Cicero is represented by some lines from his treatise on the orator, DeOratore, Book I, viii, 32 and 34. Again the translation is from the Loeb Classical Library.
What function is so kingly, so worthy of the free, so generous, as to bring help to the suppliant, to raise up those that are cast down, to bestow security, to set free from peril, to maintain men in their civil rights? Not to pursue any further instances—wellnigh countless as they are—I will conclude the whole matter in a few words, for my assertion is this: that the wise control of the complete orator is that which chiefly upholds not only his own dignity, but the safety of countless individuals and of the entire state. Go forward therefore, my young friends, in your present course, and bend your energies to that study which engages you, that so it may be in your power to become a glory to yourselves, a source of service to your friends, and profitable members of the republic.
The most interesting of the citations from the point of view of writing this paper was that from St. Paul, because it took some literary sleuthing to discover that the selection is composed of thirteen excerpts from six of the Pauline letters. A translation is presented unannotated. . . .
Take strength, my son, from the grace which is ours in Christ Jesus. Stand by what you have learned and what has been entrusted to you, remembering from whom you learned it. Run the great race of faith; take hold of eternal life. Test everything; keep hold of what is good. Turn from the wayward passions of youth. Pursue justice, piety, integrity, love, fortitude, and gentleness. In everything set an example of good conduct: in your teaching, your integrity, your seriousness. Have nothing to do with supersititious myths, mere old wives' tales; keep yourself in training for piety. While the training of the body brings limited benefit, the benefits of piety are without limit, since it holds out promise not only for this life but also for the life to come. What you say must be in keeping with sound doctrine. Never be harsh with an older man; appeal to him as if he were your father. Treat younger men as brothers. Do not dispute about mere words; it does no good and only ruins those who listen. Be on the alert; stand firm in the faith; be valiant, take courage. Let us never tire of doing good, for if we slacken not our efforts we shall in due time reap our harvest.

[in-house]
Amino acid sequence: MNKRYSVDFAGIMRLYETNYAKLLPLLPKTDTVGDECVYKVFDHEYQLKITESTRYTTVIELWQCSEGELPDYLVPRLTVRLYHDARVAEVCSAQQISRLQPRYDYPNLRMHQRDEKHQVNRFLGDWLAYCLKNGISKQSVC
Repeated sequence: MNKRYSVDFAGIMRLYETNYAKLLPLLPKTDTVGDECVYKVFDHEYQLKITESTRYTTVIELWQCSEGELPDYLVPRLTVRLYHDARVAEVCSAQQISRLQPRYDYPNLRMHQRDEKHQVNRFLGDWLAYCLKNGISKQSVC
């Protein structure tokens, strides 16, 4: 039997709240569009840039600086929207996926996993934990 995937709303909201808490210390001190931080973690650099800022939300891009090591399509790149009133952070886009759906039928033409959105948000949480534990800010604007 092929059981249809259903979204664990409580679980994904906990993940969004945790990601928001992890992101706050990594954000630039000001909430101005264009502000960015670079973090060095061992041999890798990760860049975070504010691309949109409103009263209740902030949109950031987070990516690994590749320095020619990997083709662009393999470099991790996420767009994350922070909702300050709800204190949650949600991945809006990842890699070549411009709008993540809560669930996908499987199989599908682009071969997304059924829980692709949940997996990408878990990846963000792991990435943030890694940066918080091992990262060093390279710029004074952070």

A scripture scholar, Father Joseph Fitzmyer, S.J., Gasson professor at Boston College from 1987 to 1989, says he knows of no precedent for a concatenation of texts such as that from St. Paul in the Fulton room. He concludes, as we must, that some Jesuit on the Boston College faculty culled sentences from various passages of St. Paul, which fit together rather nicely, and described the new text correctly in the line below the inscription, "From the letters of St. Paul."